Iowa’s water quality hadn’t nudged much since the 1980s. That’s according to Iowa Geological Survey research scientist Keith Schilling.
“If we want to see improvement, we’re going to have to make changes on a large scale. If you take a watershed like the Cedar River, for example, that’s 6500 square miles. There are a lot of farmers in that watershed. What percentage of those need to do something to make a difference?”
According to Schilling, most of our water quality issues in Iowa have to do with the way we farm. Common pollutants in our water like nitrogen and phosphorous come from fertilizers and run off from farm land. Those chemicals encourage plant growth in the soil, and they also encourage plant growth in our water, which leads to algae blooms that deplete oxygen.
Brandon farmer Dick Sloan voluntarily monitors runoff from his farm. He says many farmers apply more nitrogen than they need to ensure yield, which contributes to the problem.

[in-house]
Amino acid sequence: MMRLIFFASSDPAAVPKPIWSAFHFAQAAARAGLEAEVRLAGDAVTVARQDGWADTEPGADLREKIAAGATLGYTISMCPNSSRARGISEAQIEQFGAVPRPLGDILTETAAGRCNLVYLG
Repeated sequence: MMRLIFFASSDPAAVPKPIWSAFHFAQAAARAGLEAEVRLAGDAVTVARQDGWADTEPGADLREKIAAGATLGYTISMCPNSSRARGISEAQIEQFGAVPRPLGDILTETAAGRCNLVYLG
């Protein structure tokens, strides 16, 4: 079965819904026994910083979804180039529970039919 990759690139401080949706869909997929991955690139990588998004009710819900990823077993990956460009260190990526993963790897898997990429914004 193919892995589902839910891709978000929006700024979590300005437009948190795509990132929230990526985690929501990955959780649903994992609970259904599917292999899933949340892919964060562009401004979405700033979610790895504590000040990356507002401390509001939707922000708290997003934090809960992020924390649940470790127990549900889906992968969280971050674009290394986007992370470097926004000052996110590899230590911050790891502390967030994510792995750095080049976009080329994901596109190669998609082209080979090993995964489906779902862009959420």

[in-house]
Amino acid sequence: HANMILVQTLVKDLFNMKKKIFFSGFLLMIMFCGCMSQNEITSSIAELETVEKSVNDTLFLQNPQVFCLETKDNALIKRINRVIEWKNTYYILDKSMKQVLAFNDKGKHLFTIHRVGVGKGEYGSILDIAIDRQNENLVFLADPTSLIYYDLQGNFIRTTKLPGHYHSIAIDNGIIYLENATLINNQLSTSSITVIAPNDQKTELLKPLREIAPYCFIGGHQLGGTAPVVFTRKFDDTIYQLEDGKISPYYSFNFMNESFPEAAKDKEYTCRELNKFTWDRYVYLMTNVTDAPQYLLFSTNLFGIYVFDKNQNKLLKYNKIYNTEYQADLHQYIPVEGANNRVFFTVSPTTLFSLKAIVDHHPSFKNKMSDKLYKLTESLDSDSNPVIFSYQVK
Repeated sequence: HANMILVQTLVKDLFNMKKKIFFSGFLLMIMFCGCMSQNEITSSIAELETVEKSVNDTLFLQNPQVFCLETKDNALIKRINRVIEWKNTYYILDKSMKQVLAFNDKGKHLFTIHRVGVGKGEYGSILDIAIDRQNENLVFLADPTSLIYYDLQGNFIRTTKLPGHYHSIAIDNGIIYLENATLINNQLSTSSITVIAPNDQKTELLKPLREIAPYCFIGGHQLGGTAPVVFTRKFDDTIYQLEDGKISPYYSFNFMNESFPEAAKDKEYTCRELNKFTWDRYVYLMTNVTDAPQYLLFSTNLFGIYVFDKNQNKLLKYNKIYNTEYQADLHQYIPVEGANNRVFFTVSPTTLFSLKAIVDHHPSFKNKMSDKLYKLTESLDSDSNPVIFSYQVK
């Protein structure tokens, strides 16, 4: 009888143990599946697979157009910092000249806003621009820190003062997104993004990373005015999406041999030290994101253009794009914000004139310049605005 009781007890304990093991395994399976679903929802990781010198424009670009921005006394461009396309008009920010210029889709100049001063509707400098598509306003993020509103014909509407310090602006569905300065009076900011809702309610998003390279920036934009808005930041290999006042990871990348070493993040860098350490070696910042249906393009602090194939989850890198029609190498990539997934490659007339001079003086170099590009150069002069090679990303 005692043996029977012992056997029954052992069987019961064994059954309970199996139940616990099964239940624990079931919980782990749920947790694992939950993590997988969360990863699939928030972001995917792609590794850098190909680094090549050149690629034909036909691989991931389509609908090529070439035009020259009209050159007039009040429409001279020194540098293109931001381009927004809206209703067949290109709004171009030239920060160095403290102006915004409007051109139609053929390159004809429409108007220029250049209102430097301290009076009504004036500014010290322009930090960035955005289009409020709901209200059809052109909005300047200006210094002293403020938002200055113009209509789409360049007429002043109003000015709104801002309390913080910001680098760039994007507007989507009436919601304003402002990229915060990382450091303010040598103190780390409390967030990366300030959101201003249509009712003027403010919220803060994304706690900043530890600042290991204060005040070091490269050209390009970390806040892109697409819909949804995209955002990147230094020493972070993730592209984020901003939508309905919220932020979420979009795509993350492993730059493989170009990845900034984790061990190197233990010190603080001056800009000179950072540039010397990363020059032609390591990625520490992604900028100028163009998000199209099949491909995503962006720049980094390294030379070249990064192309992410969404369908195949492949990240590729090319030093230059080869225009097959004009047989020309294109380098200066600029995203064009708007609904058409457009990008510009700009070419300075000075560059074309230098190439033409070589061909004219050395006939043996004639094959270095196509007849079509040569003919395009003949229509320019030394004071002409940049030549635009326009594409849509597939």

In Iowa, there is also a high level of ammonia, bacteria and soil in the water. Schilling says high ammonia and bacteria levels usually indicate pollution from an animal feeding operation. Rita Dvorak knows that all too well. She’s spent more than $15,000 and years communicating with the DNR trying to get a neighbor who raises cattle to clean up his farm.
During this Talk of Iowa interview, Charity Nebbe talks with Schilling, Sloan, Dvorak and Iowa Department of Natural Resources Mason City Field Office Supervisor Jeff VanSteenburg about how our water quality has changed over time, why it's changed and how the state has approached regulating and monitoring it.